Jesus told his disciples, “You will bear witness for me in Jerusalem, and all over Judea and Samaria, and away to the ends of the earth” (Acts 1:8).
The ends of the earth. The preaching of the Gospel began in Jerusalem and within a generation, churches had been formed throughout the Roman Empire: throughout the Holy Land, across the northern coast of Africa, throughout what is now Turkey, over into Greece, certainly in Rome. Before long the Gospel had spread as far west as Spain and the British Isles. By the end of the first millennium it had covered all of Europe including Scandinavia.
In the sixteenth century as Europeans began to explore and make homes in the New World, the Gospel came to the eastern parts of North America. In the eighteenth century Franciscans under Father Junipero Serra established missions in Mexico and eventually moved northward into what is now the State of California. They built missions approximately one day’s journey apart, from San Diego up beyond San Francisco.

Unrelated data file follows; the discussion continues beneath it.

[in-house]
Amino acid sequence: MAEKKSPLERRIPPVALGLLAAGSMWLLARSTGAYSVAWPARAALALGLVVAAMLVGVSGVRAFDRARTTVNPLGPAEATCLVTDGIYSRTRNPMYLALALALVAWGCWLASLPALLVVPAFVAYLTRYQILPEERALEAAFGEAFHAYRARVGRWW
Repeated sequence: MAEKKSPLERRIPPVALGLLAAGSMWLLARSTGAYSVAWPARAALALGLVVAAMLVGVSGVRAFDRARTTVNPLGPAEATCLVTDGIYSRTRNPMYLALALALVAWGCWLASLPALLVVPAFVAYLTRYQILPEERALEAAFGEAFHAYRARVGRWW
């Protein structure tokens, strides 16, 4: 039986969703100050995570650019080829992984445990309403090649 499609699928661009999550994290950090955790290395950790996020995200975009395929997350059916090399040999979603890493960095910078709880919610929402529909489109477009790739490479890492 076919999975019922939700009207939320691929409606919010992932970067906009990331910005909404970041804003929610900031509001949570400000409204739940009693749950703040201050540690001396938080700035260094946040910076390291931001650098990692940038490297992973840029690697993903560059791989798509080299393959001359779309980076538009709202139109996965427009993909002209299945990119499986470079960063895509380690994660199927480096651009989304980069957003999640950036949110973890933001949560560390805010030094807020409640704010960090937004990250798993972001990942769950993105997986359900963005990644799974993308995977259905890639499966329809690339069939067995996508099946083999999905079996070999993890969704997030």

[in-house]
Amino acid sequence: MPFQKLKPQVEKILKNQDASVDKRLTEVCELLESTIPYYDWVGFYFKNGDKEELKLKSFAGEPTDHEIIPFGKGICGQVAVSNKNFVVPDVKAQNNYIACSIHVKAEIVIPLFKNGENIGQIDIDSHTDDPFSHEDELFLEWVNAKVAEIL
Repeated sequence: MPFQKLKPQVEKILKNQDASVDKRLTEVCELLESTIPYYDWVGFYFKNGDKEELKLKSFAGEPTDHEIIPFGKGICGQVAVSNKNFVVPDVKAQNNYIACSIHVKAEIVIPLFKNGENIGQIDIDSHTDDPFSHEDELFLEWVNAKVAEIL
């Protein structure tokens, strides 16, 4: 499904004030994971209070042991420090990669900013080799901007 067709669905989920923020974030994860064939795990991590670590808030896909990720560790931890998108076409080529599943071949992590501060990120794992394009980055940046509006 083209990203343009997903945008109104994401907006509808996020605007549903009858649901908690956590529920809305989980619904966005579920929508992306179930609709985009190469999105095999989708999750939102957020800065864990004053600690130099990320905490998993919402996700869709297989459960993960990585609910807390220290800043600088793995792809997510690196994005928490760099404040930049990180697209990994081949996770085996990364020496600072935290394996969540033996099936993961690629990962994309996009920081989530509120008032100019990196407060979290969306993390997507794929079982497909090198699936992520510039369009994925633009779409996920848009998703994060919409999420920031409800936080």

In the meantime, the Gospel had also moved eastward from Jerusalem. Armenia became the first officially Christian nation. Ancient traditions tell how the Gospel came into India. It moved into Russia and crossed the vast spread of that country. In the eighteenth century the Gospel came into Alaska and began to move down the western coast of North America.
About 1833, 1,800 years after the Day of Pentecost, not far from what is now Fort Bragg, California, Russian Orthodox missionaries coming south from Alaska met Franciscan missionaries coming north. The Gospel had circled the globe, and “the ends of the earth” turned out to be California.
“All the ends of the earth have seen the victory of our God” (Psalm 98:4b).